The Death of the Welfare State

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The Death of the Welfare State

Capitalism's great strength is that unfettered competition leads to efficient use of resources, as those who create the most value win — and those who don't create enough sufficient value lose.  The result is the creation of the largest possible economic pie. 

The welfare state was designed to ensure those who could not generate sufficient economic value — due to age, health or other limitations — would not suffer excessively.  As originally formulated, it was not only compassionate but it promoted social stability and served as another mechanism for maintaining power and control.  And for several generations, demography and rapidly rising productivity have enabled the welfare state to operate and greatly expand in scope. 

Annual Federal Welfare Spending 1950 to 2008

Annual Federal Welfare Spending 1950 to 2008

Unfortunately, those who have promoted and engineered this system of welfare, and continue to do so today, lack a fundamental understanding of both human nature and the unintended consequences that have arisen from the system.  It is these factors that have made the welfare state unsustainable.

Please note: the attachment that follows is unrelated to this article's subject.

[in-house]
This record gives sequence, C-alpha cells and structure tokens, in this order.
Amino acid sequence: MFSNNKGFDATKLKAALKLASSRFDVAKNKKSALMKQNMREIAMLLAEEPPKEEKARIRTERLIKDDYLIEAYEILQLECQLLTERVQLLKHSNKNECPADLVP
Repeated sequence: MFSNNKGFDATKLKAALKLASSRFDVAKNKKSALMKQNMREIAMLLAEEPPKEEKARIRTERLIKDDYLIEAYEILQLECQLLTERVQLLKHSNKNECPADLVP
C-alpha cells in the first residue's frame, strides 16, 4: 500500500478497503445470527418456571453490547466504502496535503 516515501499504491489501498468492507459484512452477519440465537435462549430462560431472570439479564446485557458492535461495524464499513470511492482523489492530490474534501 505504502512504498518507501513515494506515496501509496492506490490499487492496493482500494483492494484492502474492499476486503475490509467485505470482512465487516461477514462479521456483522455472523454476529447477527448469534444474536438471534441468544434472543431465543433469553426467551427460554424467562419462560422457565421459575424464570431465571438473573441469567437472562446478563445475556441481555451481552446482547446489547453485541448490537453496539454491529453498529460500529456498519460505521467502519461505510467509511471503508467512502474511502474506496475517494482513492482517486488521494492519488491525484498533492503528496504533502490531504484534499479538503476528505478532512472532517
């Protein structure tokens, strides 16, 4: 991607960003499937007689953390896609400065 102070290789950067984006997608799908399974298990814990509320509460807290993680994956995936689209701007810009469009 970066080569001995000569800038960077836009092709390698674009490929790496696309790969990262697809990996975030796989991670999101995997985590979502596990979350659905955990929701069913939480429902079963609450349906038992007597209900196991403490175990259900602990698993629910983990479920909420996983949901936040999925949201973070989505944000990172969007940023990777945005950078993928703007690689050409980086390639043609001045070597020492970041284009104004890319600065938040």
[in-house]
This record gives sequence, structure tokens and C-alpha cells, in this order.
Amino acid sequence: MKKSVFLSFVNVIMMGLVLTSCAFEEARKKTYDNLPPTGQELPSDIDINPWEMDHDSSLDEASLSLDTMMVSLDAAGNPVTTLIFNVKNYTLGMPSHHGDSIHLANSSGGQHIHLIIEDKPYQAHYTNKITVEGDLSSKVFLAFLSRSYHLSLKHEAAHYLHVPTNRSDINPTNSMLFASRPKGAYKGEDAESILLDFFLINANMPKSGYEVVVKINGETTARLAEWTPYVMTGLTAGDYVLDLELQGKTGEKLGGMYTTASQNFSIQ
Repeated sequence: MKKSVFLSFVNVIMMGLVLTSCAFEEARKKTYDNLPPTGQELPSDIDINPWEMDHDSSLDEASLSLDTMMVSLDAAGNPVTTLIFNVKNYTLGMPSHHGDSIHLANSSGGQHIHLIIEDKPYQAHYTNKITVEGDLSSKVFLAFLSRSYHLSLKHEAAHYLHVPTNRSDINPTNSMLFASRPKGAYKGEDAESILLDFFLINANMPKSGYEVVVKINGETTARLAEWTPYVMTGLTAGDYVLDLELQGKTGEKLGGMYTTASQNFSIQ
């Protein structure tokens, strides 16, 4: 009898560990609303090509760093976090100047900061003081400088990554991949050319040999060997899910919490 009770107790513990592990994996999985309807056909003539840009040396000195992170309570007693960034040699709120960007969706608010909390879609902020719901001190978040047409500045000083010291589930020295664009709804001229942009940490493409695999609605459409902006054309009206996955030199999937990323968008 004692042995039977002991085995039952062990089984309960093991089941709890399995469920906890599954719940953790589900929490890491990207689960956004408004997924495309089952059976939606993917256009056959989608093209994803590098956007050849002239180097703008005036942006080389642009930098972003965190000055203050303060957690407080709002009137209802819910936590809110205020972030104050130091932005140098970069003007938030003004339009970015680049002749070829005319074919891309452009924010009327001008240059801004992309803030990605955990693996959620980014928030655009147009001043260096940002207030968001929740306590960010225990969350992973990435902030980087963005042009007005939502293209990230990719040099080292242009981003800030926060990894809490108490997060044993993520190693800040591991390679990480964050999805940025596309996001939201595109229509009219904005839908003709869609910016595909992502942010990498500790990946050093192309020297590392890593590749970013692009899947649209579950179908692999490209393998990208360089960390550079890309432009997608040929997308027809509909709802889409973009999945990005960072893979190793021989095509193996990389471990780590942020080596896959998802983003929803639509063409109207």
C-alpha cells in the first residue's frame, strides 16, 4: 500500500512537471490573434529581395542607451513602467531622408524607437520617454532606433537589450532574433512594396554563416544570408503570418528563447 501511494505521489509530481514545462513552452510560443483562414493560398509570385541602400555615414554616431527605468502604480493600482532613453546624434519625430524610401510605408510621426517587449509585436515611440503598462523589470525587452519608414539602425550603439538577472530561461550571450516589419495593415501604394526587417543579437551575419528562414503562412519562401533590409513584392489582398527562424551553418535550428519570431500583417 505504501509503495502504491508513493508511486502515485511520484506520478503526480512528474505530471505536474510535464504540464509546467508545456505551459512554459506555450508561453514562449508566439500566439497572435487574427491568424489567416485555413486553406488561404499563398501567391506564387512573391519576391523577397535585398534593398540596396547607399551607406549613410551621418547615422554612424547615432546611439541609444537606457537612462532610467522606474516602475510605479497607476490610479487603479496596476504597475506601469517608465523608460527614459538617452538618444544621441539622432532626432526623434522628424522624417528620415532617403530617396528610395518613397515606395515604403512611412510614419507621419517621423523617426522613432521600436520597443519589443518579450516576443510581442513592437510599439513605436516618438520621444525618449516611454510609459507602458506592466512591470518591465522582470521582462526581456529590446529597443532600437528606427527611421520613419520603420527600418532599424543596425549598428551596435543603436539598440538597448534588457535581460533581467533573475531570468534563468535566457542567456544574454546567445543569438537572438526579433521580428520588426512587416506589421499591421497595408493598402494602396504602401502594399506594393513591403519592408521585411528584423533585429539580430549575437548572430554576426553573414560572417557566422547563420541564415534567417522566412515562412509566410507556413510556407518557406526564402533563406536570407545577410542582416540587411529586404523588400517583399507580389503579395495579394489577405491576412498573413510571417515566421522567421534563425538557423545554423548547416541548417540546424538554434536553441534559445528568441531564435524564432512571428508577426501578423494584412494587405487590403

It all started simply enough in Germany in the 1880s with government insurance to cover health, old age, and accidents.  Throughout the 20th century, wealthy nations created programs to cover education, health care, unemployment insurance, public housing, and income redistribution, all of which were virtually non-existent at the beginning of the century. 

Initially, this growth of government accelerated due to the incorrect perception that the Great Depression was caused by a failure of capitalism and the resulting belief that a broader safety net was needed to offset the problems with a market economy.  Following World War II, communist and socialist politicians were elected in much of Europe, largely because of their perceived role in wartime resistance movements. 

Also during the 1950s and '60s, annual economic growth in Europe's richest countries averaged 4.5 percent, versus a 2.1 percent average growth rate from 1820 to 2010.  Rapid economic growth, coupled with left-leaning governments and a lack of confidence in markets, created the perfect environment for the size of the welfare state to explode...

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